Shelter or Breeder?: Part 2
Updated: Apr 10, 2020
Building on the last post, we will look at whether you should adopt from a breeder or a shelter. We will go through some of the pros and cons of each.
There are many people who think that adopting a puppy from a breeder is denying a shelter dog in need of a good home. Although rescuing a dog can be very rewarding, a rescue dog may not be right for everyone. Families with young children, other pets, or individuals with special needs will have to keep in mind that not all rescues will be safe for themselves or their families.
Often times the shelter staff doesn't know the history of the dog. They could be a stray, a run-away, or surrendered by previous owners. Even if the previous owners are there to surrender the dog, they may not always be honest with the staff about the history of the dog and its issues. Most shelters do their best to screen the dogs and test how they are around other dogs, cats and people, if they guard food or toys, if they are okay with handling, and if they have any obedience issues. However these tests are not always accurate and you might end up with a few surprises.
Many dogs come out of a shelter with reactivity issues or separation anxiety. A shelter is a stressful place for most dogs. They are in unfamiliar surroundings, constantly being handled by strange people, have other stressed-out and barking dogs around them, and have strange people coming by and staring at them in their cages or kennels. Although some reactivity issues can resolve themselves in a few weeks once the dog is removed from the stressful environment, there are a lot who need special training to get over their reactivity or separation anxiety. Be prepare to have to take a reactivity course or hire a trainer who specializes in separation anxiety to help your dog. Courses and trainers can be a bit expensive and the training takes a lot of time and patience, but the relationship and bond that you can develop with your dog while working through their issues can be extremely rewarding.
You should also keep in mind while looking at dogs in a shelter environment that you may not see their true personalities and dispositions if they are under a lot of stress. It can take weeks or months after being adopted to see their true personalities. Some dogs shut down and seem to be really calm in the shelter, and then turn into hyper and active dogs once they adjust to their new homes. Others may act out and misbehave under stress, then become docile and sweet when removed from the stressful environment. This is what happened with our rescue, Sophie. She jumped on us, pulled like crazy on-leash, and apparently was very mouthy with the shelter staff. After 3 days, she was calm, didn't jump or mouth and was very lazy around the house (and still is 4 years later).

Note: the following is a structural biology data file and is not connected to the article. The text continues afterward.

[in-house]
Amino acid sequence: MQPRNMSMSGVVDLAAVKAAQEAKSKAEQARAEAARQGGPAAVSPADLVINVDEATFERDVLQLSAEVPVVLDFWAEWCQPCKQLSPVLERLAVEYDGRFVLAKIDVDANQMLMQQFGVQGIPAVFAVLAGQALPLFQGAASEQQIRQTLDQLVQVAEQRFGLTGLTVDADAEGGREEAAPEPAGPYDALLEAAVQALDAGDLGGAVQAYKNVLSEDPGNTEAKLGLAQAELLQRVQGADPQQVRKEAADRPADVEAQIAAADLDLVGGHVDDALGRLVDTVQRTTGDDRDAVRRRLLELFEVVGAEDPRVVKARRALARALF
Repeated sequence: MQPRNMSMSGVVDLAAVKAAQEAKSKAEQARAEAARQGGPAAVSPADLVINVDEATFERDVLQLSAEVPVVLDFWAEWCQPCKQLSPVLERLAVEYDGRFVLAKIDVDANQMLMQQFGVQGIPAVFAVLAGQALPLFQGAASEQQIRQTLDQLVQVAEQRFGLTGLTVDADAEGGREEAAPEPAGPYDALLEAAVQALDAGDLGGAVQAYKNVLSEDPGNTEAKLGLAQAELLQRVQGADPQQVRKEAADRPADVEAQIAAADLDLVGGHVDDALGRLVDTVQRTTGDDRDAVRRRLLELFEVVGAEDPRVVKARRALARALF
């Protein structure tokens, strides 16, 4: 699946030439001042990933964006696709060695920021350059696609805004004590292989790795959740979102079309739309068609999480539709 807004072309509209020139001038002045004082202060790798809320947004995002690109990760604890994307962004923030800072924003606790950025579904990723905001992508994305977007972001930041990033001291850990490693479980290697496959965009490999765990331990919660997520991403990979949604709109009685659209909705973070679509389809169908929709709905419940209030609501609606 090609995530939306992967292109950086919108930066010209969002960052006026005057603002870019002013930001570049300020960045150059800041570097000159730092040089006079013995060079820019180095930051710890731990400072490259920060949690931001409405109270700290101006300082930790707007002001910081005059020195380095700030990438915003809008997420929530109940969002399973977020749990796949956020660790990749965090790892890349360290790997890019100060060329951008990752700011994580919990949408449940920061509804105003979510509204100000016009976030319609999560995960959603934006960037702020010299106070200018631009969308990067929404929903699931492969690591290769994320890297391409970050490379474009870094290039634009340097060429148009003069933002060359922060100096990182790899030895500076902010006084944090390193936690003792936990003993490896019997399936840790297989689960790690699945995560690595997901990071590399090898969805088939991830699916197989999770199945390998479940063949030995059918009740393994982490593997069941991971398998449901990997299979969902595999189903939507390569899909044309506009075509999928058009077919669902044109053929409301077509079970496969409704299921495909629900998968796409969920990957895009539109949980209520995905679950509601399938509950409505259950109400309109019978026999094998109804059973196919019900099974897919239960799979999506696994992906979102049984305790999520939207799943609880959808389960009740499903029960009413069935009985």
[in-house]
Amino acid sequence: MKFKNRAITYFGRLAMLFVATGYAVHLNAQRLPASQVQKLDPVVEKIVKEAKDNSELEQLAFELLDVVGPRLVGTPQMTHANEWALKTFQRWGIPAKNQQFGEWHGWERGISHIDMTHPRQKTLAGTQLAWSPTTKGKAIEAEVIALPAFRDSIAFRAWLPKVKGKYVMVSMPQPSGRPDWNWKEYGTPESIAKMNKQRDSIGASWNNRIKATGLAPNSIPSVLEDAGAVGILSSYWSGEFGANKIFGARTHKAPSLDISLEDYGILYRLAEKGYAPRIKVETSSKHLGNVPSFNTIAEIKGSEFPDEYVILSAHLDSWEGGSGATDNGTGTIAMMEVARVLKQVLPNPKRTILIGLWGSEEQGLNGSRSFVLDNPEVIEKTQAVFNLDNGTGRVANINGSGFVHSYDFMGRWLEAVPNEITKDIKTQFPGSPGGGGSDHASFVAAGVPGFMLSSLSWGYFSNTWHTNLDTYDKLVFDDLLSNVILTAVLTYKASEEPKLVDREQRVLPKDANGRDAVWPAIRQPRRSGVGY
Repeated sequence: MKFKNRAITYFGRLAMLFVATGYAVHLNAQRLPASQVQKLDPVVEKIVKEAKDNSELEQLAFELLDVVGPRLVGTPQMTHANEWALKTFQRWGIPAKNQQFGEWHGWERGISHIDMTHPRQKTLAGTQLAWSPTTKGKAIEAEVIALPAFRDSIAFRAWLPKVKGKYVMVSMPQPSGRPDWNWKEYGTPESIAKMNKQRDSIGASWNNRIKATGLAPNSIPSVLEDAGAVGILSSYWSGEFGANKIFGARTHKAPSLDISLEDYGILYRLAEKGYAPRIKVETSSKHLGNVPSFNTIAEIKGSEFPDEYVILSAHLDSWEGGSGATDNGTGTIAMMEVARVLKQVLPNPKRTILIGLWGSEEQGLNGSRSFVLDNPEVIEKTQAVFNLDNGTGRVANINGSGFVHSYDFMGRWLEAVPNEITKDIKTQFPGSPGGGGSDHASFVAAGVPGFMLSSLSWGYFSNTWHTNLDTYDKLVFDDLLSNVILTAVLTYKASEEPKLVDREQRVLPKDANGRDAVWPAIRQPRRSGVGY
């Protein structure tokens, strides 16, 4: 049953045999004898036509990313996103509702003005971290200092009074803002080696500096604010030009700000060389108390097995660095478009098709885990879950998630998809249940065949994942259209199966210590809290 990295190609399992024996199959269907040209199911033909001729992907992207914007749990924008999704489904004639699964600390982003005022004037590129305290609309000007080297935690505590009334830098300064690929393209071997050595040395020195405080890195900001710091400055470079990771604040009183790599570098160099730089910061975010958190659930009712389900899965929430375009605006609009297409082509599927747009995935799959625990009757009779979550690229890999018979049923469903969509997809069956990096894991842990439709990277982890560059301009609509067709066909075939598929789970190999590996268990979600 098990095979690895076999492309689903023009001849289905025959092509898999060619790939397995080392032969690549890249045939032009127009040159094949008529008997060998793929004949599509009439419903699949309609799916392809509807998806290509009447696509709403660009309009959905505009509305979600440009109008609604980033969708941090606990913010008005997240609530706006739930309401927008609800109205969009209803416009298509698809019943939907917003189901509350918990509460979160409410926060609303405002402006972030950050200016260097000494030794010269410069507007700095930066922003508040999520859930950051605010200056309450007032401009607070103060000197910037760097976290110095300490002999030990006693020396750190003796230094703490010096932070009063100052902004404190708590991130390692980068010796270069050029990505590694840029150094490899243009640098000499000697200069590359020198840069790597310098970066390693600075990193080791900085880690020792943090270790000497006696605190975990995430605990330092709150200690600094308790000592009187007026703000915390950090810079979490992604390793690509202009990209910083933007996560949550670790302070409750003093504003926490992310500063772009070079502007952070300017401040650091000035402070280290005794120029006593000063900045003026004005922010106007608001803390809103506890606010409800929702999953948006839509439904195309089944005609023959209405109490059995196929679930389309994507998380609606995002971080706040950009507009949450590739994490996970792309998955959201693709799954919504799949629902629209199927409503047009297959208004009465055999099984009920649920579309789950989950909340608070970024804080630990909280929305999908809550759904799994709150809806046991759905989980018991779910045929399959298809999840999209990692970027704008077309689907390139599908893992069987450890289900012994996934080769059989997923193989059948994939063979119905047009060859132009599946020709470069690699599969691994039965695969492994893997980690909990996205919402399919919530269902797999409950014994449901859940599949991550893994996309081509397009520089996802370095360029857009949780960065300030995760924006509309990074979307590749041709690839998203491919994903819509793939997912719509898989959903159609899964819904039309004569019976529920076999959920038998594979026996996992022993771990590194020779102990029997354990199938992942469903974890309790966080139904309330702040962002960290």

There are a lot of advantages to adopting from a shelter as well. You are giving a dog-in-need a home. There are a lot of dogs in shelters that are well behaved, well socialized and have great manners. A lot of adult dogs have already been house-trained and chew-trained. Mixed breeds often have less health issues than purebreds and have better constitutions. Shelter dogs are considerably cheaper than adopting purebreds, and are already fixed and come with updated vaccinations.
You can adopt a mixed-breed puppies from shelters as well. You can usually avoid the serious issues that sometimes come with the adult shelter dogs by socializing and training them yourself from a young age. They are considerably cheaper than adopting a purebred puppy, and usually come with their first set of shots and are already fixed. However it is difficult to predict how big they will get or what their temperament or disposition will be since the shelter usually doesn't know what mix of breeds they are.
However if you are someone who has young children, allergies, or special or specific needs in a dog, a purebred dog may be the way to go. There is nothing wrong with adopting from a reputable breeder who does the proper screening and testing to keep their lines healthy and treats their dogs well. Purebreds temperaments, intelligence, size, coats, and energy levels are often very predictable which can help you pick out a dog who is perfect for you.
The draw-backs to adopting a purebred dog are that they tend to have more health concerns and shorter life expectancy than a similar sized mixed-breed. You will almost always have to adopt them as puppies, which comes with its own pros and cons which will be covered in the next blog. They are a lot more expensive: not just the initial cost of purchasing the dog, but they also usually need their vaccinations and need to be fixed. There are usually a waiting list with good and reputable breeders; you may have to wait a year or two before you actually get your puppy.
I don't want to discourage people from adopting a rescue. Giving a dog with a rough start in life a good home is one of the most rewarding endeavors, even if (and sometimes especially if) they need some special care or training. However I do want people to really consider if a rescue is right for them. It can be more harmful for a shelter dog to be adopted by someone who isn't prepare or willing to deal with their special needs and are surrendered again a short time later, then to stay a few more weeks or months with shelter staff that know how to care for them till they find the right home. I also don't want people to feel guilty for adopting a purebred if it is the right choice for themselves and their families. The most important thing is to do your research, make a list of things you want in a dog, and take your time to find the dog who is right for you.